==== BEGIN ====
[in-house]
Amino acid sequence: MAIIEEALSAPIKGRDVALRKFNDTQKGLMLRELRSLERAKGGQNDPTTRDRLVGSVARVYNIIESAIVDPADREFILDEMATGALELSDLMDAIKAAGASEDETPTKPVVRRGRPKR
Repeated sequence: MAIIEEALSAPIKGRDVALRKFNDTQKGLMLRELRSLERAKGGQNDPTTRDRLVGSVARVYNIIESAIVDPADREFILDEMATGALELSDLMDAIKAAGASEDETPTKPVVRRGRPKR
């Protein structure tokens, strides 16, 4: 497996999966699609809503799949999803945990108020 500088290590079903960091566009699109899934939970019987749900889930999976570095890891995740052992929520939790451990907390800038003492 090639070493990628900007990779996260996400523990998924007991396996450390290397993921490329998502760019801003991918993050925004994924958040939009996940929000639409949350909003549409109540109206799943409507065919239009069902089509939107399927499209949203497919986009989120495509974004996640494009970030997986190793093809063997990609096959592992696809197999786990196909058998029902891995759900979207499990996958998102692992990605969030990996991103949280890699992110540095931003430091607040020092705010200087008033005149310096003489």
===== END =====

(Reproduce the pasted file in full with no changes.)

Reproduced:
[in-house]
Amino acid sequence: MAIIEEALSAPIKGRDVALRKFNDTQKGLMLRELRSLERAKGGQNDPTTRDRLVGSVARVYNIIESAIVDPADREFILDEMATGALELSDLMDAIKAAGASEDETPTKPVVRRGRPKR
Repeated sequence: MAIIEEALSAPIKGRDVALRKFNDTQKGLMLRELRSLERAKGGQNDPTTRDRLVGSVARVYNIIESAIVDPADREFILDEMATGALELSDLMDAIKAAGASEDETPTKPVVRRGRPKR
């Protein structure tokens, strides 16, 4: 497996999966699609809503799949999803945990108020 500088290590079903960091566009699109899934939970019987749900889930999976570095890891995740052992929520939790451990907390800038003492 090639070493990628900007990779996260996400523990998924007991396996450390290397993921490329998502760019801003991918993050925004994924958040939009996940929000639409949350909003549409109540109206799943409507065919239009069902089509939107399927499209949203497919986009989120495509974004996640494009970030997986190793093809063997990609096959592992696809197999786990196909058998029902891995759900979207499990996958998102692992990605969030990996991103949280890699992110540095931003430091607040020092705010200087008033005149310096003489």